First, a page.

Corporate Disputes. Proxy Negligence When Making Decisions at a Company General Meeting
- By Alexander Bezborodov
- Nov. 09 2010 00:00
LL.M. (Passau) Senior Associate
Beiten Burkhardt Moscow
The year 2010 has been marked by notable developments in the judicial system of the Russian Federation, including material amendments to the Arbitration Procedural Code, the adoption of a law on mediation and the issue of a joint resolution of the Supreme Court and Supreme Arbitration Court on disputes over title. The year was also interesting in terms of the formation and development of court practice on corporate disputes. Foreign investors will be particularly interested in the formation of court practice on the legality of activities of agents exercising the authorities of participants at a general meeting of the shareholders of a legal entity. To sum up, company participants delegate a third party to participate in the company’s general meeting. Under the requirements of Russian legislation, the agent is given power of attorney to perform actions on the principal’s behalf. It is often the case in court practice that the proxy has used trust relations with participants and the extensive authorities established by the power of attorney to make decisions running counter to the principal’s intention. Can principals contest such actions and invalidate the adopted decisions? In this scenario, the interests of several parties are affected: the principal, the agent and third parties, whose interests are directly dependent on the legality of the agent’s actions.
Here one should analyze each of the emerging legal relations separately in order to establish the corresponding rights and obligations of each participant.
The first stage is to conclude an agreement between the principal and the agent on representing the principal’s interests during the general meeting of company participants. As a rule the proxy acts on the basis of an agency or services agreement. This is when the scope of the agent’s rights and obligations of the proxy are determined.
Based on the agreement, the principal empowers the agency to act on its behalf.
Subsequently, the agency performs legally important actions on the principal’s behalf. It participates in the company’s general meeting and in voting on agenda items.
What happens when the scope of authority specified by the principal in the power of attorney is broader than the scope determined by the principal and proxy in the agency agreement? In this case, can the principal cite the agent’s violations of the terms of the agreement as grounds for quashing, for example, a decision adopted at the company’s general meeting?
To analyze this issue one should consider the interests of all the parties affected by the agent’s actions. Moreover, the party acting in good faith that was unable to influence developments should be protected first.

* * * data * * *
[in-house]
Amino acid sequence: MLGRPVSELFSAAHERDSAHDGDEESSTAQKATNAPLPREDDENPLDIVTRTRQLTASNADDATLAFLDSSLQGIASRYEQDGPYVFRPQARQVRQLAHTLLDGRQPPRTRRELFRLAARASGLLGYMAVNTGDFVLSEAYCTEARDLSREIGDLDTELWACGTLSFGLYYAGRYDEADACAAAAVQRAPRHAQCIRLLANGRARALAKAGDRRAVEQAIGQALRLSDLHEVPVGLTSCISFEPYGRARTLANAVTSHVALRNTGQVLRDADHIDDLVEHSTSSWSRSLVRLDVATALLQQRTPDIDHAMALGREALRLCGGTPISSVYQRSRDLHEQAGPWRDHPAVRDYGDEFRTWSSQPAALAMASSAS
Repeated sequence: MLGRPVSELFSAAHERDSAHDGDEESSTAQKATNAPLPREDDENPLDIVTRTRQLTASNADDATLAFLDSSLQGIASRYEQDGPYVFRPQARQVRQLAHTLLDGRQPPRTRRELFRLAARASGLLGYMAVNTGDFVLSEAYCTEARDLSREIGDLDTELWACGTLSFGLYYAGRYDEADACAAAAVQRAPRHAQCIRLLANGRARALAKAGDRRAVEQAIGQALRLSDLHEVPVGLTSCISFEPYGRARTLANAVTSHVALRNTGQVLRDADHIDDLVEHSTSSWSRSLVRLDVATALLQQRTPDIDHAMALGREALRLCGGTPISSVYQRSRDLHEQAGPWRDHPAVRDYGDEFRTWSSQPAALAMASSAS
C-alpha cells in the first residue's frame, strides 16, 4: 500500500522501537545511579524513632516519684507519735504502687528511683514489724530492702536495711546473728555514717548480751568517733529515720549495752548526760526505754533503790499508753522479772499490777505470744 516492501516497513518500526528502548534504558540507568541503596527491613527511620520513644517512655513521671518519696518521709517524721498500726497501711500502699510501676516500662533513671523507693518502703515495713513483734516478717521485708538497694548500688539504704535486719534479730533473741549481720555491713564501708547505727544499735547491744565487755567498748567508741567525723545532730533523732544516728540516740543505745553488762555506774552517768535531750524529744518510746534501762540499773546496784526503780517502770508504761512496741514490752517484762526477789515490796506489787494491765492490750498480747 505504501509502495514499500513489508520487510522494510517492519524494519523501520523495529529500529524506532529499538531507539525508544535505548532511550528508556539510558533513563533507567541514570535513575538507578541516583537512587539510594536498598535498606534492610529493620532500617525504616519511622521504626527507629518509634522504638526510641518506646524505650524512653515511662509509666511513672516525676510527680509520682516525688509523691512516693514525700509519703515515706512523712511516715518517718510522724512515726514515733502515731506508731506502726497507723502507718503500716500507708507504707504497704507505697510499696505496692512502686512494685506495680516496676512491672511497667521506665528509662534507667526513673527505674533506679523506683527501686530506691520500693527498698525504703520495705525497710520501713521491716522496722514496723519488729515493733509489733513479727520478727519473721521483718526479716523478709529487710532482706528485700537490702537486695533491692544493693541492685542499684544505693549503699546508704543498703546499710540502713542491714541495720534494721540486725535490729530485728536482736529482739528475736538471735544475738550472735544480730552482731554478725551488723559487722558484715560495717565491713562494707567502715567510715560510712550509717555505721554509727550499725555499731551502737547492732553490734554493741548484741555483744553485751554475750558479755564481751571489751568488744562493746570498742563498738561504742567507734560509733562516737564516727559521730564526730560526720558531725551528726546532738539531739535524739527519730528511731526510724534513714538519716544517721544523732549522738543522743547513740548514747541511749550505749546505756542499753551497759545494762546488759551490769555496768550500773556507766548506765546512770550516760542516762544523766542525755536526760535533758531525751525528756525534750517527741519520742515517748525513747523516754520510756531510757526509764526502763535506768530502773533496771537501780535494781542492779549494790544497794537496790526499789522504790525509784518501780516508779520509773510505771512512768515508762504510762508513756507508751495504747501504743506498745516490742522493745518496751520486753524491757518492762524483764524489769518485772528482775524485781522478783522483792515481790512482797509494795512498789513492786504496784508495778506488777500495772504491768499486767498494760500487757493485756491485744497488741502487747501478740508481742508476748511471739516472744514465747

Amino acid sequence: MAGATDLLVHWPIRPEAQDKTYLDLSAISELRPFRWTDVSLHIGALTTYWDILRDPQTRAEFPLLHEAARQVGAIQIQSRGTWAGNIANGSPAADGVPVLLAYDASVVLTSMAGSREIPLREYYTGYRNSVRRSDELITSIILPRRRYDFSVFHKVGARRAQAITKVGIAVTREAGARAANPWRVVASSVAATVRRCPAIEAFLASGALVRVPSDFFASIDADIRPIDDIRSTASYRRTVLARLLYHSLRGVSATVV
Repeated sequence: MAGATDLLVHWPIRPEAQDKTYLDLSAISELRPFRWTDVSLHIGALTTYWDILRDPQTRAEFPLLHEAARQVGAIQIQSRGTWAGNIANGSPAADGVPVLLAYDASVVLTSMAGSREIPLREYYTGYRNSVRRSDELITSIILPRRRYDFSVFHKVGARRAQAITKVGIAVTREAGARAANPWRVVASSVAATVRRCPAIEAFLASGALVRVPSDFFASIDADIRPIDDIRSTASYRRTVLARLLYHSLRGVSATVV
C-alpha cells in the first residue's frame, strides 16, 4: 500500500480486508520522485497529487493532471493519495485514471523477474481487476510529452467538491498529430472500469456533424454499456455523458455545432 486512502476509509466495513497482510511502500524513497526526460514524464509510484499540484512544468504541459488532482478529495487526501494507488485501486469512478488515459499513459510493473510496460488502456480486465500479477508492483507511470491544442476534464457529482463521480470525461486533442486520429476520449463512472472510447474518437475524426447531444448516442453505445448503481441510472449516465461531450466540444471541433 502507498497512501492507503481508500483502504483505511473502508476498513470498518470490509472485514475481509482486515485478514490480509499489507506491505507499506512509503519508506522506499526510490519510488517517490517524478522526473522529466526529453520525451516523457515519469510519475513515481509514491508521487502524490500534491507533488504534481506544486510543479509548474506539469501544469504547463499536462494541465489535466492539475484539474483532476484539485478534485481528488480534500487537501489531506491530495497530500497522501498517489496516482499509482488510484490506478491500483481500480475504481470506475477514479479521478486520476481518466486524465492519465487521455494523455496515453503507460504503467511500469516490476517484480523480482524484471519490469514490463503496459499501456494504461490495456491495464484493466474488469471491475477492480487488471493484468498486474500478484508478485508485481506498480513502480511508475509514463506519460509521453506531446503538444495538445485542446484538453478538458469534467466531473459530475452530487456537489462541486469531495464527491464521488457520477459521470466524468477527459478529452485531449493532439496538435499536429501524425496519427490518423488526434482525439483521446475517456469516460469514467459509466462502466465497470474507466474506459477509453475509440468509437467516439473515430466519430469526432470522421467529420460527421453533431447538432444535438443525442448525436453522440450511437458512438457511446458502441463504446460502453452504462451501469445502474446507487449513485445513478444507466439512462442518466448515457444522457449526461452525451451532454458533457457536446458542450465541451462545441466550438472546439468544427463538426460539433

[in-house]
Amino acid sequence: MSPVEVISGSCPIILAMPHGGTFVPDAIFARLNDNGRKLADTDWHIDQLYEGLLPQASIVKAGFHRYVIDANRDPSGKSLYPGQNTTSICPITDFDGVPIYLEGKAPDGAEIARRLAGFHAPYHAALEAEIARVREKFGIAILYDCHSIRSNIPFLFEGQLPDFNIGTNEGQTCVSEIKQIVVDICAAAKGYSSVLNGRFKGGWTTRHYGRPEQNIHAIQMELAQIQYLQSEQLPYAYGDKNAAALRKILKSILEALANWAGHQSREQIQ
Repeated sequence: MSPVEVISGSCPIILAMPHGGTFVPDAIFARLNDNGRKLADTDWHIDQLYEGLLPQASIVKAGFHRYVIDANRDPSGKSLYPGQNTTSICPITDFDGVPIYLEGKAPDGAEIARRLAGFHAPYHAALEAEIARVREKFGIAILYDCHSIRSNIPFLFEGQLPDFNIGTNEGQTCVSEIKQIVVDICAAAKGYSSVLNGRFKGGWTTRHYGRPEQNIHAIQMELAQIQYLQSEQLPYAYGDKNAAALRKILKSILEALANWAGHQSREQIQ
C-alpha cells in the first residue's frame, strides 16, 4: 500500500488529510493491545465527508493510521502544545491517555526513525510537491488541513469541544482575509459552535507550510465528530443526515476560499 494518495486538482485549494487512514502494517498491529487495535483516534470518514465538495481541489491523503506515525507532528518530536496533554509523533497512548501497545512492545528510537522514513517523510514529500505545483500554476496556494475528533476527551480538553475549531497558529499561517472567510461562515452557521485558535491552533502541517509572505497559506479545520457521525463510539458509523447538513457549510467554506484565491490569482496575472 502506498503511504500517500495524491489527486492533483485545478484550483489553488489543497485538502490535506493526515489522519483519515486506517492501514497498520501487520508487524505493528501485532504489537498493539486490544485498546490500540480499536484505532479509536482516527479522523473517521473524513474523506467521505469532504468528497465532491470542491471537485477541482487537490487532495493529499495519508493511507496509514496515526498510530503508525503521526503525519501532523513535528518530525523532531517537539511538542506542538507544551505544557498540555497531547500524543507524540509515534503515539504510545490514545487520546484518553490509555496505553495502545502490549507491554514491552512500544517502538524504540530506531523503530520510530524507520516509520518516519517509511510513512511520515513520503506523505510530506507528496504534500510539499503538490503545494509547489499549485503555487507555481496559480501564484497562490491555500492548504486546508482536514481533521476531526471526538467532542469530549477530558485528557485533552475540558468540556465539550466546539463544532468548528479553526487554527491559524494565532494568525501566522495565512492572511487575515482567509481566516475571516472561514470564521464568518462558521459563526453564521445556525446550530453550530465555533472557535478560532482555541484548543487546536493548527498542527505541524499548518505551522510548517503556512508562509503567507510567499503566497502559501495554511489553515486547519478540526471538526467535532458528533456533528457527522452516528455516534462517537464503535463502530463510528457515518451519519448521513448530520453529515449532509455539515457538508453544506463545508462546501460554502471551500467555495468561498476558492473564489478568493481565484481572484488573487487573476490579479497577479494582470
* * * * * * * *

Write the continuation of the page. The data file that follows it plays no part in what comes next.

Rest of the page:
When hiring an agent, the principal is obligated, by virtue of Part 1 of Article 973 of the Civil Code of the Russian Federation, to issue specific and attainable instructions on performing the agency agreement. Consequently, the principal has the opportunity to specify the agent’s authorities as clearly as possible and thereby eliminate any potential discrepancies between its intentions and the agent’s actions.
If the principal issues a general power of attorney, however, it assumes the related risk that certain actions of the agent will not fully meet the principal’s intention and requirements.
The agent is a party to the agreement, which determines the specific actions that it will perform on the principal’s behalf. The issue of a power of attorney containing broader authorities than stipulated under the agreement does not entitle the agent to violate the terms of the agreement and perform on the principal’s behalf actions that were not agreed with the latter. By virtue of Part 2, Article 973 of the Civil Code, the agent may only independently digress from the principal’s instructions when this (1) is necessary on the principal’s behalf; (2) there was no opportunity to agree in advance on the performed actions with the principal.
Please note that the agent should in any case notify the principal on the performed actions as soon as possible, as soon as the notice becomes known.
Consequently, both the principal and agent have the opportunity to influence developments actively and to prevent actions that constitute the subject of a dispute.
In turn, a third party may and has to rely solely on the provisions of the power of attorney granted to the agent as confirmation of its authorities. Consequently, in general a third party cannot influence developments. Therefore, its rights should be protected primarily in respect of the principal and agent, with the exception of cases where it could have learned that the agency was acting contrary to the principal’s interests.
The above analysis leads us to draw the following conclusion on the ability to contest an agent’s actions. The principal may only contest the actions of an agent that did not comply with its instructions, when these actions adversely affected the principal and where the invalidation of decisions adopted on the basis of the agent’s actions do not impinge on the rights of third parties that could not have known about the principal’s actual intentions.
This position is also confirmed by effective court practice.
Current litigation confirms a trend where courts are analyzing more case facts to clarify whether the claims filed by plaintiffs, the objections of defendants and the opinions of third parties are substantiated.